The 626 Night Market kicked off its summer season Saturday at Santa Anita Park in Arcadia. Some 160 food vendors were selling skewers of beef, lamb, shrimp, squid and spiraled potatoes, while others offered curry-dusted fish balls and stinky tofu. A flurry of performances and retail booths completed the evening bazaar — the biggest food event in the San Gabriel Valley.
The evening festival is modeled after the bustling night markets in Asia and was founded by San Gabriel Valley resident Jonny Hwang last year after he realized there was a demand for an Asian-themed food event. The first event drew over 40,000 people.
Four more night-market festivals are cued up for summer. Here's what you won't want to miss.
The Brothers have been a 626 Night Market purveyor since the beginning. Meat portions are relatively generous compared with nearby competitors, and the lamb skewers, two for $3, are served seasoned with a sprinkling of cumin and black pepper. They also have stinky-tofu skewers served with a side of Chinese pickled vegetables.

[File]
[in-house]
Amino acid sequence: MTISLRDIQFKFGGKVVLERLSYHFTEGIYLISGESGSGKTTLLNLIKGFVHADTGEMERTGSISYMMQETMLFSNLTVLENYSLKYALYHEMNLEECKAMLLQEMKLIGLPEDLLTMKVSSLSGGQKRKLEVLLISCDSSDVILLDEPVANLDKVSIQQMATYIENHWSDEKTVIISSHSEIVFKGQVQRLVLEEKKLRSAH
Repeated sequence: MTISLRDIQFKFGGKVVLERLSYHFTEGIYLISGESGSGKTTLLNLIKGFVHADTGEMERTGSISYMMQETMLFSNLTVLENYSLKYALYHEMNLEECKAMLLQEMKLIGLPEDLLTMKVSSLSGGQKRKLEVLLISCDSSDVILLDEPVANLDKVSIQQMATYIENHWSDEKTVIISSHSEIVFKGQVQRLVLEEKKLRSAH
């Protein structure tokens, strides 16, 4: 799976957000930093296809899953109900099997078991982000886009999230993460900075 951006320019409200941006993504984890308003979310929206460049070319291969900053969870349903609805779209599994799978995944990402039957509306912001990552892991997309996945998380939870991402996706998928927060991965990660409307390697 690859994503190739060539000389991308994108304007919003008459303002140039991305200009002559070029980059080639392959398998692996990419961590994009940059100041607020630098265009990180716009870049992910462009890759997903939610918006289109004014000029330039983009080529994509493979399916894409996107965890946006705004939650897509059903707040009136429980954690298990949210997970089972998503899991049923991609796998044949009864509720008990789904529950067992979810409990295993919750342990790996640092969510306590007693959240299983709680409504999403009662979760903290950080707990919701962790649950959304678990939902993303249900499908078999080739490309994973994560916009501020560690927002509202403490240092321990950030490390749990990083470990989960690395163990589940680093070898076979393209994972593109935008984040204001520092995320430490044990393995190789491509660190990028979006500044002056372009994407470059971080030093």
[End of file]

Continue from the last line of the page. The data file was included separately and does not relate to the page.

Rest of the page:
The line ended up being an hour long during some parts of the night, but the wait did not deter customers from getting their hands on the barbecue-smothered squid. They serve it two ways: Korean-style and Sichuan mala flavored.
This spot does pork, blood and Taiwanese sausages, but the main take-away is the pork intestine vermicelli, or dachang mianxian. It's silky noodles served in a pottage with pork intestines topped with cilantro, black vinegar and a dollop of hot sauce.
Cold Cane Labs
CCL specializes in sugar cane juice made-to-order. Sugar canes are ground up on-site. You can get them in a cup or, like they do in Asia, served in a bag with a straw.
Alex Goh has been creating these cotton candy-like confections for over two decades now. The "dragon whisker" is simply sugar and honey, pulled and twisted to a web-like consistency. The candy is stuffed with peanuts, sesame or coconut.
A night-market favorite, the wait is jaw-dropping at this stand. They specialize in spiraled fried potatoes on a skewer. It's French fry meets potato chip, with fantastic seasoning options.
Ferment Tofu is a stinky tofu distributor for various restaurants in the San Gabriel Valley. There are two versions: deep-fried or drenched in a mala, spicy sauce. Stinky tofu is the cheese of Taiwanese cuisine. The tofu is drenched in a brine of meat and milk for days before it's cooked. Be warned that the stench of the stinky tofu can be off-putting to first-timers, but bear with it, take a bite and you'll see why so many people consider this putrid dish a delicacy.
It's a Taiwanese-specialty joint that hits home in terms of authenticity. Mango shaved ice and red bean-filled cakes are popular here, but the fruit skewers are the real draw. They're strawberries that have been crystallized in a sugar-and-honey mixture.